IFA Sheep Chairman Kevin Comiskey said the crisis in the sheep sector is deepening as prices continue well below last year’s levels.
He said prices this year are still 70c/kg behind last year with input costs on sheep farms showing no signs of reducing.
“Last year’s margins of just €7/ewe as presented by Teagasc at the national IFA Sheep meeting in Athlone at the end of January clearly highlighted the extent of the problems on farms in 2022. With prices running almost €16/lamb behind last year’s levels, sheep farmers are facing into a critical situation if urgent action is not taken by the Minister for Agriculture Charlie McConalogue,” he said.
Kevin Comiskey said the Minister convened the Food Vision Sheep Group over a month ago to put forward proposals to address the crisis in the sector.
“The sector is in crisis. Sheep farmers need immediate direct supports to offset the enormous input cost increases experienced on farms and the unviable prices returned from the market place.”
Sheep farmers supports must be built to €30/ewe to sustain this low-income vulnerable sector that contributed over €475m in export value to the national economy last year – an increase of 17% – while at the same time having their margins slashed by over 80%. Store lamb finishers must also be directly supported for the vital role they play in the sector and particularly for hill sheep farmers.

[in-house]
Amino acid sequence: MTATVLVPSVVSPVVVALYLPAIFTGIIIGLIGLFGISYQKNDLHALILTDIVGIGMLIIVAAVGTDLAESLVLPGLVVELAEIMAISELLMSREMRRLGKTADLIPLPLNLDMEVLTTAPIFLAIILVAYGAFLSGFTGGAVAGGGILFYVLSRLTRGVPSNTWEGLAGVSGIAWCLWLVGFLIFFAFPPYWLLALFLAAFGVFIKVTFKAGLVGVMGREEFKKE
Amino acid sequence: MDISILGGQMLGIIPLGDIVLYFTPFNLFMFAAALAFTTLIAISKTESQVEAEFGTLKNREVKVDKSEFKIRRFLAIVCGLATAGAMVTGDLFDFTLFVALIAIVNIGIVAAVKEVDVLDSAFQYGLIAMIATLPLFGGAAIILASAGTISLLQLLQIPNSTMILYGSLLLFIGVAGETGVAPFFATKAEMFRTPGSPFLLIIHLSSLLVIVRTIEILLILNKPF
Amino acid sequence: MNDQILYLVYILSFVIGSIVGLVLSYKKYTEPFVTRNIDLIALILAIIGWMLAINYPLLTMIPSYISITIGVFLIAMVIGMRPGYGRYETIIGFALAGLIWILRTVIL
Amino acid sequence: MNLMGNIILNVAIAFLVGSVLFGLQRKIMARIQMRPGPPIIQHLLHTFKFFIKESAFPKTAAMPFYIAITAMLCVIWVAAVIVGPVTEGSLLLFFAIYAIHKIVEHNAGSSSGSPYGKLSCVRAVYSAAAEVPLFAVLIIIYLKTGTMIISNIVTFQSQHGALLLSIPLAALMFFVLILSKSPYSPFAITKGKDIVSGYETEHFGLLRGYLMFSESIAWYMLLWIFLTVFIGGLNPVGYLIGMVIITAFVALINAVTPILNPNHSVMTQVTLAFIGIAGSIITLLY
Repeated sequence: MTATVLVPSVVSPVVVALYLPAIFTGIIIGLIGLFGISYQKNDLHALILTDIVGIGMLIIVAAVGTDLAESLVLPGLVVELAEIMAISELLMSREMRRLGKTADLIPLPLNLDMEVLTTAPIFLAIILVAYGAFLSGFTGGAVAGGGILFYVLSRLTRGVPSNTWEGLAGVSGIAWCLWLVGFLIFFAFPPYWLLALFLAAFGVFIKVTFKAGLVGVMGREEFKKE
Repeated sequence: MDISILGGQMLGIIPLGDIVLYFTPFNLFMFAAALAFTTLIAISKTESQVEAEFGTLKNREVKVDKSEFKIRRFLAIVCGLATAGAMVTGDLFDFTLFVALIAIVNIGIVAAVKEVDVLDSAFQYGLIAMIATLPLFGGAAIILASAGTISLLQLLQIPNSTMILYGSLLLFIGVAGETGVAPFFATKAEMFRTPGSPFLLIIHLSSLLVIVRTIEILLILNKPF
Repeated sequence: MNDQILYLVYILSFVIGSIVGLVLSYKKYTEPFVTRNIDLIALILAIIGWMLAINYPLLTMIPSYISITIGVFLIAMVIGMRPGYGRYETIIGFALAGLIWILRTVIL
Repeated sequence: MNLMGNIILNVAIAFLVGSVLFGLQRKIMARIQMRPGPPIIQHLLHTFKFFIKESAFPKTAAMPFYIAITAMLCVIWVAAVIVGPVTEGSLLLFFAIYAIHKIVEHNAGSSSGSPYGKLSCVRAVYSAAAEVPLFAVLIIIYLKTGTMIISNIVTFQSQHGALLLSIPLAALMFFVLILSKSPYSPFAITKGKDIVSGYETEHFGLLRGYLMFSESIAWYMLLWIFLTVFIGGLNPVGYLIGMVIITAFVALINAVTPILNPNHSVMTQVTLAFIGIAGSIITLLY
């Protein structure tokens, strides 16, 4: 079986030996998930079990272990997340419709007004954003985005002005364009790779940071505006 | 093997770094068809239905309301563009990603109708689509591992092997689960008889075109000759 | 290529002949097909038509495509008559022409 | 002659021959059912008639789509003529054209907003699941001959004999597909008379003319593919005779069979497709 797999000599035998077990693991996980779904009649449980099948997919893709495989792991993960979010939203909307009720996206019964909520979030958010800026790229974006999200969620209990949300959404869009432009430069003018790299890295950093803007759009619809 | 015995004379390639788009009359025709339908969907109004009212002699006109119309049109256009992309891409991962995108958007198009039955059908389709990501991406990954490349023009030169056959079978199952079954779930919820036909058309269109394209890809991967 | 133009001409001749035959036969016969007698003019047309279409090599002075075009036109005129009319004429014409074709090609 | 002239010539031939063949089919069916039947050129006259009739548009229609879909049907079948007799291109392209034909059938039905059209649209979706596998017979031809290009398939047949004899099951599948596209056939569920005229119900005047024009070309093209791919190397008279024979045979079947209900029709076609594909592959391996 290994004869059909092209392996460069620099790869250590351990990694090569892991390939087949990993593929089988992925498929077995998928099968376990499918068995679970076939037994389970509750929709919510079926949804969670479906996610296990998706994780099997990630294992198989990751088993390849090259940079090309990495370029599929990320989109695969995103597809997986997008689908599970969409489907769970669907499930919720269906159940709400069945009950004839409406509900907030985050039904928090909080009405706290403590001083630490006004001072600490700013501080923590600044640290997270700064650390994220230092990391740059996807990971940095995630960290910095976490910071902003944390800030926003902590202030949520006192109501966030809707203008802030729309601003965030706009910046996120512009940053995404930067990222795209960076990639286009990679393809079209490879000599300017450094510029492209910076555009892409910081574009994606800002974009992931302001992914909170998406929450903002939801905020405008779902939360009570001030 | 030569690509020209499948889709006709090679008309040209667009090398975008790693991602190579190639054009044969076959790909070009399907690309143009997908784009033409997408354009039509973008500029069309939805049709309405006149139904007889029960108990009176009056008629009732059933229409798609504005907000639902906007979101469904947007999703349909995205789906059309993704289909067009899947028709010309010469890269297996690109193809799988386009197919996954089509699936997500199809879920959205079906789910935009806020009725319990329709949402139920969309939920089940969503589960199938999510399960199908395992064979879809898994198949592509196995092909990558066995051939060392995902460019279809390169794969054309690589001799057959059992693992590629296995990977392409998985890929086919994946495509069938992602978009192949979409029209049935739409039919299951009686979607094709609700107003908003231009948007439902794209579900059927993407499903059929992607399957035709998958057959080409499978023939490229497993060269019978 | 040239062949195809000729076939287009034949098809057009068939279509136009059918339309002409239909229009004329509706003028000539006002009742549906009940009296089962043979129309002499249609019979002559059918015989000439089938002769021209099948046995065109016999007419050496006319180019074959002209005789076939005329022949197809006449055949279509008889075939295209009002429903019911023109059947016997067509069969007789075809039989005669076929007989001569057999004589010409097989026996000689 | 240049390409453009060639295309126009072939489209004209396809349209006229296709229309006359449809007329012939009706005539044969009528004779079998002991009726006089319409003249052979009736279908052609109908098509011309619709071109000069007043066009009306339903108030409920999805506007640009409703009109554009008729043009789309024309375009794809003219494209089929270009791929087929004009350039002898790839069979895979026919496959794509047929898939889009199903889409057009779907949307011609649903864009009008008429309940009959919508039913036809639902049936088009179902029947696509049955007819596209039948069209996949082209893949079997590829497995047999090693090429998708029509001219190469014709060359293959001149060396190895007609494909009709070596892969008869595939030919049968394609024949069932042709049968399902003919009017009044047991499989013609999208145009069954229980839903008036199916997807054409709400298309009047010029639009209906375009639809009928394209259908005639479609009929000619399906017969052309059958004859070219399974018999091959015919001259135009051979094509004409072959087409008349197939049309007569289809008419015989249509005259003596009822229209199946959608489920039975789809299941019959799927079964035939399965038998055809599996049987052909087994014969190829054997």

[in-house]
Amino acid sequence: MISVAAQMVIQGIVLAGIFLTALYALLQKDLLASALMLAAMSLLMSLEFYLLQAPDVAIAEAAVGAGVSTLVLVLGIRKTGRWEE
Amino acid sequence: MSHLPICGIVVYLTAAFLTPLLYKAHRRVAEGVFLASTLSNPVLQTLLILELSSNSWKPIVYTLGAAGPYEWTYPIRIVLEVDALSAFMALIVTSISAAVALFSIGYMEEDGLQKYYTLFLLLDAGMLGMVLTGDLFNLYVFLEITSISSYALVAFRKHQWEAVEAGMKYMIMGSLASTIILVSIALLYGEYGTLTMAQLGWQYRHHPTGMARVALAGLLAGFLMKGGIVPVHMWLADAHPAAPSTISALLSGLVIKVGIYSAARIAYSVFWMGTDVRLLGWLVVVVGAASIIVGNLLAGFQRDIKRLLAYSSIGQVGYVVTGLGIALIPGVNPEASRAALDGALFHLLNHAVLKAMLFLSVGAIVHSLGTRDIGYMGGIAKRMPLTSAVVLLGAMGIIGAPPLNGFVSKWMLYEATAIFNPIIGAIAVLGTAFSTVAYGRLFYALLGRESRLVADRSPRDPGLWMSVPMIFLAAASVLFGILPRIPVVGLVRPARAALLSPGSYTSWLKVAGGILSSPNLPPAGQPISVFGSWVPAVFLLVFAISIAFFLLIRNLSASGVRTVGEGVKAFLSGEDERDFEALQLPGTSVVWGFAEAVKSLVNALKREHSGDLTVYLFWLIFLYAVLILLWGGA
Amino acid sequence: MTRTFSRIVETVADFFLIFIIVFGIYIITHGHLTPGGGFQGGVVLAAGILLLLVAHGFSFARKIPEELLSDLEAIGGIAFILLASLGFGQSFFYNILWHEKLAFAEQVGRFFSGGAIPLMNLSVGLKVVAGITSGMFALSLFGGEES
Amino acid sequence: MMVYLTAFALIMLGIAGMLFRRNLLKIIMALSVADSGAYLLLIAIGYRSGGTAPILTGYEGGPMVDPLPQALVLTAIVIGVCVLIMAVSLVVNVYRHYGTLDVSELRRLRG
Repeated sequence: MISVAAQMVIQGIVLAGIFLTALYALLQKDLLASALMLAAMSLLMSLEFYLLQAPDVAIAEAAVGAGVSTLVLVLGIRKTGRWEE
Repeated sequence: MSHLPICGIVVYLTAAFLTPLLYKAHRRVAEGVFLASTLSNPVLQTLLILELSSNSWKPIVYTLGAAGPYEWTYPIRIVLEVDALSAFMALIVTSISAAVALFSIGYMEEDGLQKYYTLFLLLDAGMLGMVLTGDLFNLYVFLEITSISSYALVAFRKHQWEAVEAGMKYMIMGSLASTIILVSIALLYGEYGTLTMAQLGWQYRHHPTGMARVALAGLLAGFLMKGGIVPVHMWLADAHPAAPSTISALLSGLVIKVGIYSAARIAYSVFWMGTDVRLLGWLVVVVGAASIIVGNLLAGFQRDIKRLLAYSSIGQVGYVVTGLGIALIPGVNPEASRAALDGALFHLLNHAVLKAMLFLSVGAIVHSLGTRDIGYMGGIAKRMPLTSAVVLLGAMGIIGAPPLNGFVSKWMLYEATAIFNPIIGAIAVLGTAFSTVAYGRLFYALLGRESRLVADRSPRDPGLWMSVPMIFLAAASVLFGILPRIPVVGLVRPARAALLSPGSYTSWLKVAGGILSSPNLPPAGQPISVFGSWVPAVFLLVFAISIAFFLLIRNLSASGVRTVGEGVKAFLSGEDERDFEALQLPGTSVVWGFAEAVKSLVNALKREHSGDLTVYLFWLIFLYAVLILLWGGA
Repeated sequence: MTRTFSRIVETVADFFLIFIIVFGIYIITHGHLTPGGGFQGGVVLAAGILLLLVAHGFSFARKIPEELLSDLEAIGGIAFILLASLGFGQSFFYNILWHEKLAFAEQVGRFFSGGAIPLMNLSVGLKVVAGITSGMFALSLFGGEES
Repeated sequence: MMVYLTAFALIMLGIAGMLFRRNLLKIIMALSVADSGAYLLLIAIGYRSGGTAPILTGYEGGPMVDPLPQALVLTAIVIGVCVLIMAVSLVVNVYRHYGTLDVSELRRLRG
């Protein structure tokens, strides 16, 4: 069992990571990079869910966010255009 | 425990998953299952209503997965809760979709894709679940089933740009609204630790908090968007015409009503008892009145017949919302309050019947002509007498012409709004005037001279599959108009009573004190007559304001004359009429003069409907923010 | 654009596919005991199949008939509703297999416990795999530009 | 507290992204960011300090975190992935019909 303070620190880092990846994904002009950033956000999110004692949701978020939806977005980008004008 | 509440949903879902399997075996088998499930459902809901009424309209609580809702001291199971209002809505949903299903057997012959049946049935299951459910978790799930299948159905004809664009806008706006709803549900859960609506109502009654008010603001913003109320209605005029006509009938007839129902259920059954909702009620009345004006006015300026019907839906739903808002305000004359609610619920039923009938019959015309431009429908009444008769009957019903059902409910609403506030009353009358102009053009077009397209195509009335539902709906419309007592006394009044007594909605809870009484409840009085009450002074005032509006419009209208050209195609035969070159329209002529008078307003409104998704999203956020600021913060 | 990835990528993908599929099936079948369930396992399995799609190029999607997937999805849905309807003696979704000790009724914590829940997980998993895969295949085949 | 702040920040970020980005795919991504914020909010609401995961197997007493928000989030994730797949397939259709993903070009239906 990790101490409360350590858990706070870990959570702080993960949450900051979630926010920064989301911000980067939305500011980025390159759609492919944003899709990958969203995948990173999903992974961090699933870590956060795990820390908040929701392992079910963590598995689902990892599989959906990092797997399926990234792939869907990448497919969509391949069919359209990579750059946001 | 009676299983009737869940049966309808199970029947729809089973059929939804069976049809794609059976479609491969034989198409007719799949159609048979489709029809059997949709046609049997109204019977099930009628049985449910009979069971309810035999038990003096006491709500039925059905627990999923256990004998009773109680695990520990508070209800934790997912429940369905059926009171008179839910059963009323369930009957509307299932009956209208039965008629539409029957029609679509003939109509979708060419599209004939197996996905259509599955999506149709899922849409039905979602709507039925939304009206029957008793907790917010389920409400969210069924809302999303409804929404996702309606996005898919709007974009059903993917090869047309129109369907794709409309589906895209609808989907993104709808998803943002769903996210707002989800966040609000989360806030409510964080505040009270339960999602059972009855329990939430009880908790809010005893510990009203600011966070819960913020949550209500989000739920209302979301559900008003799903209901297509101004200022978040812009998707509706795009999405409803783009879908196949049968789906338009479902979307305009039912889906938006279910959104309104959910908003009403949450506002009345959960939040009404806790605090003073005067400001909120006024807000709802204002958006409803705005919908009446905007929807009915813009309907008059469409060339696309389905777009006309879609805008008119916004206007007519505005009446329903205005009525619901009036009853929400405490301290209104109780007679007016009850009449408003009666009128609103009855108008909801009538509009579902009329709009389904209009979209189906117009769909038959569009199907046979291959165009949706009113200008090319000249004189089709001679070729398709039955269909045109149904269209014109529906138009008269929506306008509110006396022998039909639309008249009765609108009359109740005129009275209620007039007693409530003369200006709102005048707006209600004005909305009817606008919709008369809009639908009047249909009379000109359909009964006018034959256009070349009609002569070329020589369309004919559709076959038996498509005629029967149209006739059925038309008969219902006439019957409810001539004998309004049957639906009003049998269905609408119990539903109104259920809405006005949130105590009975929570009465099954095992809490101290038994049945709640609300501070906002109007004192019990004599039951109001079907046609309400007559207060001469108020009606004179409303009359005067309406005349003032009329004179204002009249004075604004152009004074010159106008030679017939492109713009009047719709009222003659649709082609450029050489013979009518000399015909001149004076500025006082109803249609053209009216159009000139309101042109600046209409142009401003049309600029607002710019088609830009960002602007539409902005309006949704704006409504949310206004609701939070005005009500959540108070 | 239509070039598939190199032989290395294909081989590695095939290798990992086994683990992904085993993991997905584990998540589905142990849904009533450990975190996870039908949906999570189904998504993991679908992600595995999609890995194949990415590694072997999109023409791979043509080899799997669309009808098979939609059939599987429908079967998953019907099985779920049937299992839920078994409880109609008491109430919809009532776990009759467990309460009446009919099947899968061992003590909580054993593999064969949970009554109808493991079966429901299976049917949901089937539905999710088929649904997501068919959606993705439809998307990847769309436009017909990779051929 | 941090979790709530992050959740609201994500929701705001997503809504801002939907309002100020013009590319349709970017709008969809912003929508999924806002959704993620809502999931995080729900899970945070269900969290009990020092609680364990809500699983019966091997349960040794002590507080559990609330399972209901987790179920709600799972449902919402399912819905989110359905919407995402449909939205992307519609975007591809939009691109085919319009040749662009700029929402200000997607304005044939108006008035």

Kevin Comiskey said it is understandable that it takes the Minister’s officials time to put in place a scheme for sheep farmers, but what is not acceptable is the length of time it’s taking the Minister to outline his intentions in relation to supporting sheep farmers in this crisis.
Two weeks ago, the Minister told us he had instructed his officials to look at what supports could be provided. It’s now time for the Minister to come forward with his proposals.
The IFA Sheep Chairman said there is a significant fund of money available to the Minister in the Brexit Adjustment Reserve which must be utilised or it will be lost. The sheep sector, more than most other sectors, is impacted by the negative effects of Brexit and must be supported through this fund.
Kevin Comiskey said Minister McConalogue has had more than enough time to make his mind up on how he plans to support sheep farmers in this crisis.
“The time for talking is over. We must hear now from the Minister what his intentions are and how he proposes to support sheep farmers at this critical time,” he said.